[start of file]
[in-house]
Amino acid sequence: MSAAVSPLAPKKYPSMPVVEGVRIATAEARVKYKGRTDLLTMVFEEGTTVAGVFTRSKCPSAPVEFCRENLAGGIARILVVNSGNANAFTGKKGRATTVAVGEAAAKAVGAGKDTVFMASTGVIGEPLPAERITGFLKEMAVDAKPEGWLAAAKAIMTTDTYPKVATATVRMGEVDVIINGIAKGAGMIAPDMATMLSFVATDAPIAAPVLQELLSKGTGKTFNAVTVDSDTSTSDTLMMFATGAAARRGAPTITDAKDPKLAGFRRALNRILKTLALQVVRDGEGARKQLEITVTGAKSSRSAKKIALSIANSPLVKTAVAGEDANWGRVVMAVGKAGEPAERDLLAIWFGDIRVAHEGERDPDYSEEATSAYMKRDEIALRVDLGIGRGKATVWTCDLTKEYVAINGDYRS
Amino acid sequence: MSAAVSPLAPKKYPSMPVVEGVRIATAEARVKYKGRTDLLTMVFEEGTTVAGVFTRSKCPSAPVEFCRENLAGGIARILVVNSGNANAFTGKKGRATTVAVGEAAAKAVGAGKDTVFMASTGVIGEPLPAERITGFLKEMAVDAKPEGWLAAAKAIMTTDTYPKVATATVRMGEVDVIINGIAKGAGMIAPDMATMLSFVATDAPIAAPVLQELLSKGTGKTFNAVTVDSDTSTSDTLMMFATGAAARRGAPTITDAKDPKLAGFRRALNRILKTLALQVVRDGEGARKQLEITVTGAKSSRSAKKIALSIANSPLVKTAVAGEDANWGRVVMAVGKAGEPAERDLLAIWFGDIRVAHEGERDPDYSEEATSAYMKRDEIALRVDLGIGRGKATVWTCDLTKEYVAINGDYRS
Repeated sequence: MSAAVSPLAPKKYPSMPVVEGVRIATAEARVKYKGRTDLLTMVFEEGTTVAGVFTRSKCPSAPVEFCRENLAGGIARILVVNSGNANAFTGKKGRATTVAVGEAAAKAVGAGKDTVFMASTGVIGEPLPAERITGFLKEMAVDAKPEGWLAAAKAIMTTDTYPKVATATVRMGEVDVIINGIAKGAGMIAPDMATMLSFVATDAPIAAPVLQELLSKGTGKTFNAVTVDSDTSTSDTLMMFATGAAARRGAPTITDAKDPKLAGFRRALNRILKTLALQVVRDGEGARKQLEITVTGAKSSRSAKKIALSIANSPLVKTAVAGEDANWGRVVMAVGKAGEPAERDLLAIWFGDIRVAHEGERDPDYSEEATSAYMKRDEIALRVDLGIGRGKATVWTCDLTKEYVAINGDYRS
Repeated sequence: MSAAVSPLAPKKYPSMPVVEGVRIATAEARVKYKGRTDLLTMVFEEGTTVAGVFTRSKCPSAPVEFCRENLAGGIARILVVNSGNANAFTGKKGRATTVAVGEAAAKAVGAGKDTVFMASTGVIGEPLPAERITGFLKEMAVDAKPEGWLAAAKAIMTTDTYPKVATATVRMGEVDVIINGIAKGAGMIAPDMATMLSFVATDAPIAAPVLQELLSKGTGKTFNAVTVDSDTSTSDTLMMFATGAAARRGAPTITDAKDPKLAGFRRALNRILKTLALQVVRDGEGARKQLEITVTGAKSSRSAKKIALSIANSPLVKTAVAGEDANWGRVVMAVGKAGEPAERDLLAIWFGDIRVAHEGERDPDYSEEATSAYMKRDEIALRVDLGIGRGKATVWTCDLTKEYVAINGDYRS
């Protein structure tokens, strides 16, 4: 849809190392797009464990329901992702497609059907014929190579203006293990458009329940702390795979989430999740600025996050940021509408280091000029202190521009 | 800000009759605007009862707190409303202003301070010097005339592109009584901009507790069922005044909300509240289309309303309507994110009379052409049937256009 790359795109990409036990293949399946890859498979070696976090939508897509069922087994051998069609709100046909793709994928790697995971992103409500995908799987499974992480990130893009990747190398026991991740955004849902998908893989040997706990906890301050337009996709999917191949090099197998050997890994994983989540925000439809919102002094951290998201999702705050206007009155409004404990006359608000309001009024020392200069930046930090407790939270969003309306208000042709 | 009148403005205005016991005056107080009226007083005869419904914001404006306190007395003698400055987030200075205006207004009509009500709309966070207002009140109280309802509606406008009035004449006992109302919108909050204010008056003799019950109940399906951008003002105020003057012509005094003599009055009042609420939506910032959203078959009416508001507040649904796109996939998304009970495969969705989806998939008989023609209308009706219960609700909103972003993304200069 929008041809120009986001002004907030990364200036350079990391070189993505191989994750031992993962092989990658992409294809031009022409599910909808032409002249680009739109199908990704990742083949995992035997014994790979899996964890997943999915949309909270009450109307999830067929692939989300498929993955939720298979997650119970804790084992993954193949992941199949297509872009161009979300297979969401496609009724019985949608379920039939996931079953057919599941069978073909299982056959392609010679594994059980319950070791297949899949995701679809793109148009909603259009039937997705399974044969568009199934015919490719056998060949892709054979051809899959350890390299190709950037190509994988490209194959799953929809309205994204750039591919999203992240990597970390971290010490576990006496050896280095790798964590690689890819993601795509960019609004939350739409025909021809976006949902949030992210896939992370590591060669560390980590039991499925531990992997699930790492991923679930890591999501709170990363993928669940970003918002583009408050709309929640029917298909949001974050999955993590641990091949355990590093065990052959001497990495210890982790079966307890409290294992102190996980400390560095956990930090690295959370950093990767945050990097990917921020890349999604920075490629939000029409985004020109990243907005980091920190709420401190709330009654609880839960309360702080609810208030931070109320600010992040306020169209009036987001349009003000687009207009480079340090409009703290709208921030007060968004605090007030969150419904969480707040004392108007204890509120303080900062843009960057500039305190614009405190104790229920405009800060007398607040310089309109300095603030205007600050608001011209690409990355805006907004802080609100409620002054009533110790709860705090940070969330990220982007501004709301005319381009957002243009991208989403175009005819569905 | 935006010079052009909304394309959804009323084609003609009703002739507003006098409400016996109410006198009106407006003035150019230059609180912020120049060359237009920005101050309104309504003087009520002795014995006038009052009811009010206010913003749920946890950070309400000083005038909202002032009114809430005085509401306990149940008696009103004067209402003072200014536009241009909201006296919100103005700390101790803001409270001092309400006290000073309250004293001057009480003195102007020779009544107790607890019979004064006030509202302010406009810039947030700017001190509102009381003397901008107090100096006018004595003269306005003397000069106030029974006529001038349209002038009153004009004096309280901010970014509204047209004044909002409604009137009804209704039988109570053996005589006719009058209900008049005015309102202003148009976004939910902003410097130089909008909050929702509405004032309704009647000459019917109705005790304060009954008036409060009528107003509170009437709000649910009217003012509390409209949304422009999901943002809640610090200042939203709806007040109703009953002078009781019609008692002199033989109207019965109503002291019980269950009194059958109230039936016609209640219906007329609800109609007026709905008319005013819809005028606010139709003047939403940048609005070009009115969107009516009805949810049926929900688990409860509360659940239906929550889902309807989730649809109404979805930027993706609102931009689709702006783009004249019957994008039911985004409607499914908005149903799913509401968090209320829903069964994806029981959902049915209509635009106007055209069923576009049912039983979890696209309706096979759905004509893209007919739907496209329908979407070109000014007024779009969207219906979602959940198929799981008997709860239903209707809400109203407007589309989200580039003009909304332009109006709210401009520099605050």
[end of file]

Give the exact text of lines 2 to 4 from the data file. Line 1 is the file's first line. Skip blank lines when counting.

Amino acid sequence: MSAAVSPLAPKKYPSMPVVEGVRIATAEARVKYKGRTDLLTMVFEEGTTVAGVFTRSKCPSAPVEFCRENLAGGIARILVVNSGNANAFTGKKGRATTVAVGEAAAKAVGAGKDTVFMASTGVIGEPLPAERITGFLKEMAVDAKPEGWLAAAKAIMTTDTYPKVATATVRMGEVDVIINGIAKGAGMIAPDMATMLSFVATDAPIAAPVLQELLSKGTGKTFNAVTVDSDTSTSDTLMMFATGAAARRGAPTITDAKDPKLAGFRRALNRILKTLALQVVRDGEGARKQLEITVTGAKSSRSAKKIALSIANSPLVKTAVAGEDANWGRVVMAVGKAGEPAERDLLAIWFGDIRVAHEGERDPDYSEEATSAYMKRDEIALRVDLGIGRGKATVWTCDLTKEYVAINGDYRS
Amino acid sequence: MSAAVSPLAPKKYPSMPVVEGVRIATAEARVKYKGRTDLLTMVFEEGTTVAGVFTRSKCPSAPVEFCRENLAGGIARILVVNSGNANAFTGKKGRATTVAVGEAAAKAVGAGKDTVFMASTGVIGEPLPAERITGFLKEMAVDAKPEGWLAAAKAIMTTDTYPKVATATVRMGEVDVIINGIAKGAGMIAPDMATMLSFVATDAPIAAPVLQELLSKGTGKTFNAVTVDSDTSTSDTLMMFATGAAARRGAPTITDAKDPKLAGFRRALNRILKTLALQVVRDGEGARKQLEITVTGAKSSRSAKKIALSIANSPLVKTAVAGEDANWGRVVMAVGKAGEPAERDLLAIWFGDIRVAHEGERDPDYSEEATSAYMKRDEIALRVDLGIGRGKATVWTCDLTKEYVAINGDYRS
Repeated sequence: MSAAVSPLAPKKYPSMPVVEGVRIATAEARVKYKGRTDLLTMVFEEGTTVAGVFTRSKCPSAPVEFCRENLAGGIARILVVNSGNANAFTGKKGRATTVAVGEAAAKAVGAGKDTVFMASTGVIGEPLPAERITGFLKEMAVDAKPEGWLAAAKAIMTTDTYPKVATATVRMGEVDVIINGIAKGAGMIAPDMATMLSFVATDAPIAAPVLQELLSKGTGKTFNAVTVDSDTSTSDTLMMFATGAAARRGAPTITDAKDPKLAGFRRALNRILKTLALQVVRDGEGARKQLEITVTGAKSSRSAKKIALSIANSPLVKTAVAGEDANWGRVVMAVGKAGEPAERDLLAIWFGDIRVAHEGERDPDYSEEATSAYMKRDEIALRVDLGIGRGKATVWTCDLTKEYVAINGDYRS